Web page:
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Caffeine Fix

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One of my favourite high school hangouts was the doughnut shop, where my friends would drink coffee, refill after refill. In those days, I didn't like the taste, so I became the group's 'tea dork.'

One of my favourite high school hangouts was the doughnut shop, where my friends would drink coffee, refill after refill. In those days, I didn't like the taste, so I became the group's "tea dork."

However, now a cup of coffee is as much a part of my morning routine as whacking the snooze button.

Caffeinated drinks are more popular than ever with teens. Joining the classic cup of joe are a myriad of caffeinated beverages: soft drinks, iced coffees, and so-called "energy" drinks.

The Buzz-Kill

There are definite risks associated with caffeine consumption. What else are you getting with your afternoon pick-me-up?

  • Caffeine is a diuretic, so it makes you urinate more and can lead to dehydration. When it leaves your body, caffeine takes good things with it, like calcium and other minerals, which could set you up for bone loss later in life.
  • Caffeine can have both cumulative properties, meaning the more you consume regularly, the more you need to feel its effects; and rebound properties, meaning that your energy burst is short-lived and can leave you more tired than ever. Moreover, caffeine intake can interfere with your rest.
  • Most packaged caffeine products contain loads of sugar, are full of calories, and offer little nutrition. As a result, they can contribute to cavities and increase risk for
    obesity and type 2 diabetes.

It's Everywhere!

Caffeine can be a tricky thing to find. Most coffee drinks vary in the amounts of caffeine they contain. Chocolate, tea (even some herbal teas), and many over-the-counter pain relievers also contain caffeine. The sneakiest source of caffeine is in energy drinks. These often contain guarana, a bean from South America that has two to three times the caffeine in coffee. Many of these drinks then add more caffeine to the mix making them the equivalent of six to ten cups of coffee.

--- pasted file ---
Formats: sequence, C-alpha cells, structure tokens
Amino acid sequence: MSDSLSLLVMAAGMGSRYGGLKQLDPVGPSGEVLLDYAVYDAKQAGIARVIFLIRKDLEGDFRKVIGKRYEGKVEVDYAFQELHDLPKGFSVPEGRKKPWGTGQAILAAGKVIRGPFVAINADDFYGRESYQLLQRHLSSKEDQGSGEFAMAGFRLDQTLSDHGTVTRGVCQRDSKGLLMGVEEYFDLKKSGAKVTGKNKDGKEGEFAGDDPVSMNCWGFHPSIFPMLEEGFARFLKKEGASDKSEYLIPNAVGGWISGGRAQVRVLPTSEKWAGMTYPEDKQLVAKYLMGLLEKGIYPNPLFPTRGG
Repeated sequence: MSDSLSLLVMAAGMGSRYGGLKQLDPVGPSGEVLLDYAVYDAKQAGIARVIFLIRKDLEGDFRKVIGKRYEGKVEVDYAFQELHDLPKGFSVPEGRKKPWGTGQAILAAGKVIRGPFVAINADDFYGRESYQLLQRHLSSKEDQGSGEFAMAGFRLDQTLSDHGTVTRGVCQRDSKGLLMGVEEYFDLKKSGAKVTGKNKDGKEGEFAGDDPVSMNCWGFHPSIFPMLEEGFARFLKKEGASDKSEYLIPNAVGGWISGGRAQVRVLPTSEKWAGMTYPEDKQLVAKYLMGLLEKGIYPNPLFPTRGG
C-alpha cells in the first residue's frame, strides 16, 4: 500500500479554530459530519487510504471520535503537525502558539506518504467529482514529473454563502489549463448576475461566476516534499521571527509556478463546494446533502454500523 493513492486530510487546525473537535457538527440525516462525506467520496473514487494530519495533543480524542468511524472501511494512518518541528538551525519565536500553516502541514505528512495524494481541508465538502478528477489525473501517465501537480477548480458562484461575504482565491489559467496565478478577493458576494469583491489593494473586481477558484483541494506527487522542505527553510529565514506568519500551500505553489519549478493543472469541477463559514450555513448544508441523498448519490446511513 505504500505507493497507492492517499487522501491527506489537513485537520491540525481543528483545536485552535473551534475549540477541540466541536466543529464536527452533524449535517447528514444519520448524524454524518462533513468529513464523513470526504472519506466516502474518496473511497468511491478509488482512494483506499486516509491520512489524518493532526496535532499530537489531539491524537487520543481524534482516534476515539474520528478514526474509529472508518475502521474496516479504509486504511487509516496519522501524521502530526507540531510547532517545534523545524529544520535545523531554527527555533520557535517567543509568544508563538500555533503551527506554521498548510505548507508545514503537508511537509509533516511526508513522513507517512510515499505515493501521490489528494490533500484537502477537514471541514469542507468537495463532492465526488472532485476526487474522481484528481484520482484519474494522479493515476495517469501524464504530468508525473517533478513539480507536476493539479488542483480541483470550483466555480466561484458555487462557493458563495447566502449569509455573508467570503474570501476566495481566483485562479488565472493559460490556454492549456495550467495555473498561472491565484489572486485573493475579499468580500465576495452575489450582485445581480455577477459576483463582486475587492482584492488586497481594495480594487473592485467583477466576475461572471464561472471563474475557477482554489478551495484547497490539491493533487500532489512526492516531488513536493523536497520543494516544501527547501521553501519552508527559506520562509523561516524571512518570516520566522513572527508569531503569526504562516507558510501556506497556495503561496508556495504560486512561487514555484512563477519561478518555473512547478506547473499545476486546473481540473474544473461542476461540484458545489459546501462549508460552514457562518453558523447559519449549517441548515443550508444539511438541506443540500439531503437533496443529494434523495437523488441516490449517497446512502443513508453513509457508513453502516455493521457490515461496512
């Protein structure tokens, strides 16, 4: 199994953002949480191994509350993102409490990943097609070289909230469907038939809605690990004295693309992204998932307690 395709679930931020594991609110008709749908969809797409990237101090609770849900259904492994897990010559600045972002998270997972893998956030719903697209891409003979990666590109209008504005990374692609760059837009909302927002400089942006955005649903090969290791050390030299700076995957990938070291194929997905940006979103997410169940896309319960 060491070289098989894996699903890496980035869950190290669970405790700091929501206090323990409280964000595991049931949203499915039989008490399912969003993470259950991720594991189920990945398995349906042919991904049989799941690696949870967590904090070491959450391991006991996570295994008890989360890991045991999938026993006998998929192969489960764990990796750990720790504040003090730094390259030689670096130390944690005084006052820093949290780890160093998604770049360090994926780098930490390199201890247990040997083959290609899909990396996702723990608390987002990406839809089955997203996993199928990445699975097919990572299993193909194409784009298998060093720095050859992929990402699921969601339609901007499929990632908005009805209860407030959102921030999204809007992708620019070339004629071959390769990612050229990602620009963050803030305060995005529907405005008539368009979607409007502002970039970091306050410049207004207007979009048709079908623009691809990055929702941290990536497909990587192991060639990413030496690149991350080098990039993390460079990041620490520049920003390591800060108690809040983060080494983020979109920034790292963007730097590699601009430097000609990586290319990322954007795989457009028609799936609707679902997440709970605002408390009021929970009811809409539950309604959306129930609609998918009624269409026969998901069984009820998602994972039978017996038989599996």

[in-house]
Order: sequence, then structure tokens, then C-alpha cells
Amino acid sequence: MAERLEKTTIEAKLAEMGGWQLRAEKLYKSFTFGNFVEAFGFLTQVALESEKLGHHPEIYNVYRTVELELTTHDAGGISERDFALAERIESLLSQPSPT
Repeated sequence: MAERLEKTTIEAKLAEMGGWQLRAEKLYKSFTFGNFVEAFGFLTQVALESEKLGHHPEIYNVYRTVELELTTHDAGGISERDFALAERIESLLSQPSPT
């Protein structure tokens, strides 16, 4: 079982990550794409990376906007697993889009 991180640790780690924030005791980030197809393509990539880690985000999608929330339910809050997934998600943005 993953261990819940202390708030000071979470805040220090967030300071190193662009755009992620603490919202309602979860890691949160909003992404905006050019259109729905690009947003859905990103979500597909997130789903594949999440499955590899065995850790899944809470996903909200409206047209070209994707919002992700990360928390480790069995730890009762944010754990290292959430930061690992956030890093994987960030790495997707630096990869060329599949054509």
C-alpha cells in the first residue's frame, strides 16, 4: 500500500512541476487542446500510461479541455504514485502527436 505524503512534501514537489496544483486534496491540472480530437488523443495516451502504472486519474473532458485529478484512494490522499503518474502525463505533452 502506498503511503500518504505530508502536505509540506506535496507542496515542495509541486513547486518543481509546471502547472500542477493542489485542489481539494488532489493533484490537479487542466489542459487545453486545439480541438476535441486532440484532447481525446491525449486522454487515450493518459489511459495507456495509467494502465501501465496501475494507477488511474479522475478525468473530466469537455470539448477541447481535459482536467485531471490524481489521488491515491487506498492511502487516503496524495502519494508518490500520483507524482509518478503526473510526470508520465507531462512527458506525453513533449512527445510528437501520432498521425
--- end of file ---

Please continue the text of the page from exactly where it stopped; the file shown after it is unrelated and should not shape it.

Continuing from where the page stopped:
Getting Off the Juice

A bit of caffeine is not the end of the world. But if you're concerned about how much you're consuming, you might ask yourself why you drink it. Do you need energy, or have difficulty concentrating? Do you need more and more caffeine to feel its effects?

Maybe you need more rest. Try going to bed half an hour earlier for a week, and see if that solves the problem. Perhaps you're dehydrated, which can result in feeling sluggish or listless. Before reaching for that energy drink in the afternoon, try downing a couple of glasses of water.

If you're a hardcore java junkie, going cold turkey may cause withdrawal symptoms like headaches, irritability, and feeling achy and gross. Try tapering off by drinking smaller servings, or switching to half-caf drinks. Other options are:

  • Noncaffeinated herbal teas. Health food stores have really tasty ones, honest!
  • Water! Sound boring? Try sparkling water topped with a splash of pure fruit juice.
  • Flavoured soy milk.
  • Natural, fruit-juice sweetened sodas, like ginger beer.

Say goodbye to the jitters and coffee breath. Your body and your friends will thank you!

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